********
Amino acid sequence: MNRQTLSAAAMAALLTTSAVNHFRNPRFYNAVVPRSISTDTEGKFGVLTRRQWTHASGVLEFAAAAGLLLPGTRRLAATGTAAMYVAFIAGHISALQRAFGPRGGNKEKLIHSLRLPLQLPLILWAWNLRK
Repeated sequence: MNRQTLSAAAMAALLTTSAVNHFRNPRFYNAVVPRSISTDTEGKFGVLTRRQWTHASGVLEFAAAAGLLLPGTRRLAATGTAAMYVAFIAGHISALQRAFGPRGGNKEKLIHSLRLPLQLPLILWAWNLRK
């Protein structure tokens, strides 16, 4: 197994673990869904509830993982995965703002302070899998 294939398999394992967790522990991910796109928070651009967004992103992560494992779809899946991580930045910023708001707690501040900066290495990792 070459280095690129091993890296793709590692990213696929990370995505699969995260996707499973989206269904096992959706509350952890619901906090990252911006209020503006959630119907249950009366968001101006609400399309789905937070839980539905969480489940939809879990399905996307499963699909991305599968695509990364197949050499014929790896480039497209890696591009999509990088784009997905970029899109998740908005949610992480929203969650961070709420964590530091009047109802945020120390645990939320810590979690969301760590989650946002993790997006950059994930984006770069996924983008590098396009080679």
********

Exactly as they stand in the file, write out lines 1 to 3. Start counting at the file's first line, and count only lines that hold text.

Amino acid sequence: MNRQTLSAAAMAALLTTSAVNHFRNPRFYNAVVPRSISTDTEGKFGVLTRRQWTHASGVLEFAAAAGLLLPGTRRLAATGTAAMYVAFIAGHISALQRAFGPRGGNKEKLIHSLRLPLQLPLILWAWNLRK
Repeated sequence: MNRQTLSAAAMAALLTTSAVNHFRNPRFYNAVVPRSISTDTEGKFGVLTRRQWTHASGVLEFAAAAGLLLPGTRRLAATGTAAMYVAFIAGHISALQRAFGPRGGNKEKLIHSLRLPLQLPLILWAWNLRK
């Protein structure tokens, strides 16, 4: 197994673990869904509830993982995965703002302070899998 294939398999394992967790522990991910796109928070651009967004992103992560494992779809899946991580930045910023708001707690501040900066290495990792 070459280095690129091993890296793709590692990213696929990370995505699969995260996707499973989206269904096992959706509350952890619901906090990252911006209020503006959630119907249950009366968001101006609400399309789905937070839980539905969480489940939809879990399905996307499963699909991305599968695509990364197949050499014929790896480039497209890696591009999509990088784009997905970029899109998740908005949610992480929203969650961070709420964590530091009047109802945020120390645990939320810590979690969301760590989650946002993790997006950059994930984006770069996924983008590098396009080679």